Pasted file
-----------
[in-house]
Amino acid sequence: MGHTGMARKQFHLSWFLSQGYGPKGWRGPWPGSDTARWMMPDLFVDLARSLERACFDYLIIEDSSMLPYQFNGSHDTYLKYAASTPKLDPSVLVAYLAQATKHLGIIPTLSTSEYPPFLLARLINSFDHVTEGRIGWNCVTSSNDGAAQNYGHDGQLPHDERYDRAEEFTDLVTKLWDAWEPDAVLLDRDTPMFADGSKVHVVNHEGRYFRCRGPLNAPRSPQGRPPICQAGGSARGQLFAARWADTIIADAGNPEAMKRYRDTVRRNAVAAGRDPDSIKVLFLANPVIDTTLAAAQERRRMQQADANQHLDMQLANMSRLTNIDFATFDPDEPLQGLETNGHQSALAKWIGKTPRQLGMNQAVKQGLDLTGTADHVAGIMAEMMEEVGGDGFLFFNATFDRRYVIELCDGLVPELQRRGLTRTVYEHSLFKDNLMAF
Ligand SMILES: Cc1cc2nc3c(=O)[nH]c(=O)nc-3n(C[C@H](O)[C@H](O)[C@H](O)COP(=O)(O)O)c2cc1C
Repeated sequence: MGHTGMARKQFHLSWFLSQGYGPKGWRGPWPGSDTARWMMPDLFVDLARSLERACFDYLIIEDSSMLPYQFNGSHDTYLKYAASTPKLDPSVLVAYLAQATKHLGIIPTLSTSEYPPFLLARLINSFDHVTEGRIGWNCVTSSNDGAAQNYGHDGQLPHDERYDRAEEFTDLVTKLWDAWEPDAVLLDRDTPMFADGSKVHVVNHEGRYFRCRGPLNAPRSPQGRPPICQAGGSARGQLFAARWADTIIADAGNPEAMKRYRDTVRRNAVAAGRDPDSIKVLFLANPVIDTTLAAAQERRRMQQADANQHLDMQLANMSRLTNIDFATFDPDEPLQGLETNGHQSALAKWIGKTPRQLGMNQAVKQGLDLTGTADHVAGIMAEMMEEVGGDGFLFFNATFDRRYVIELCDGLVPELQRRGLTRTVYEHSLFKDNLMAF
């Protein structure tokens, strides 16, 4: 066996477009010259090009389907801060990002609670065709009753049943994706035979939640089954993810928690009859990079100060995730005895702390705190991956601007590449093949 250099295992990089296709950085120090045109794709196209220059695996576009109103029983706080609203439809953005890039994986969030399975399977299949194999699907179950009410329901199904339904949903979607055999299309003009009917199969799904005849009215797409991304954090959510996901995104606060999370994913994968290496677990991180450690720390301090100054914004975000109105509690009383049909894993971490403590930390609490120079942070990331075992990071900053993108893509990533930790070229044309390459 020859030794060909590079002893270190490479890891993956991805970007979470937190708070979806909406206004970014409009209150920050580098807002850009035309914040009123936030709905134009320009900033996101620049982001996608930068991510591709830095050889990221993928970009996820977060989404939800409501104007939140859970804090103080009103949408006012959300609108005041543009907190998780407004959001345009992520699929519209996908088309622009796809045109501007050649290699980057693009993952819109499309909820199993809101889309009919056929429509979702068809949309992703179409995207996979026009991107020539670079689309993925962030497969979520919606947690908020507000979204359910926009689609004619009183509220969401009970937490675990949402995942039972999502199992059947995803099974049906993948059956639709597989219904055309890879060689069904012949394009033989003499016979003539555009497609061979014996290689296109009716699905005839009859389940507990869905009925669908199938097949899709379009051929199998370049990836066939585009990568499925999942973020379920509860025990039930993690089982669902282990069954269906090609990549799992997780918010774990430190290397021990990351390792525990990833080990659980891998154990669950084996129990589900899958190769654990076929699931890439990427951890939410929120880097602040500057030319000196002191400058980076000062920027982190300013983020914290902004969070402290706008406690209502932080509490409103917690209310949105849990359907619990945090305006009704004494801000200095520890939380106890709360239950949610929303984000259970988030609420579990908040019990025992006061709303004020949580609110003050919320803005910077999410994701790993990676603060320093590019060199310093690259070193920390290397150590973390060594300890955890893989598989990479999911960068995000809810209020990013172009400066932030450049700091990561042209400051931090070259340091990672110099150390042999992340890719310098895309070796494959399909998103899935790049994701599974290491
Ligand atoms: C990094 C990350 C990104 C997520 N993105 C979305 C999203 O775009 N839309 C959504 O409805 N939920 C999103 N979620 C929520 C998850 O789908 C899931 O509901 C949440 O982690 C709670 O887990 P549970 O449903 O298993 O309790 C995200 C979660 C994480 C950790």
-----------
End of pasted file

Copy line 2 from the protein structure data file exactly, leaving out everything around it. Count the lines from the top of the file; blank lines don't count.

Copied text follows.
Amino acid sequence: MGHTGMARKQFHLSWFLSQGYGPKGWRGPWPGSDTARWMMPDLFVDLARSLERACFDYLIIEDSSMLPYQFNGSHDTYLKYAASTPKLDPSVLVAYLAQATKHLGIIPTLSTSEYPPFLLARLINSFDHVTEGRIGWNCVTSSNDGAAQNYGHDGQLPHDERYDRAEEFTDLVTKLWDAWEPDAVLLDRDTPMFADGSKVHVVNHEGRYFRCRGPLNAPRSPQGRPPICQAGGSARGQLFAARWADTIIADAGNPEAMKRYRDTVRRNAVAAGRDPDSIKVLFLANPVIDTTLAAAQERRRMQQADANQHLDMQLANMSRLTNIDFATFDPDEPLQGLETNGHQSALAKWIGKTPRQLGMNQAVKQGLDLTGTADHVAGIMAEMMEEVGGDGFLFFNATFDRRYVIELCDGLVPELQRRGLTRTVYEHSLFKDNLMAF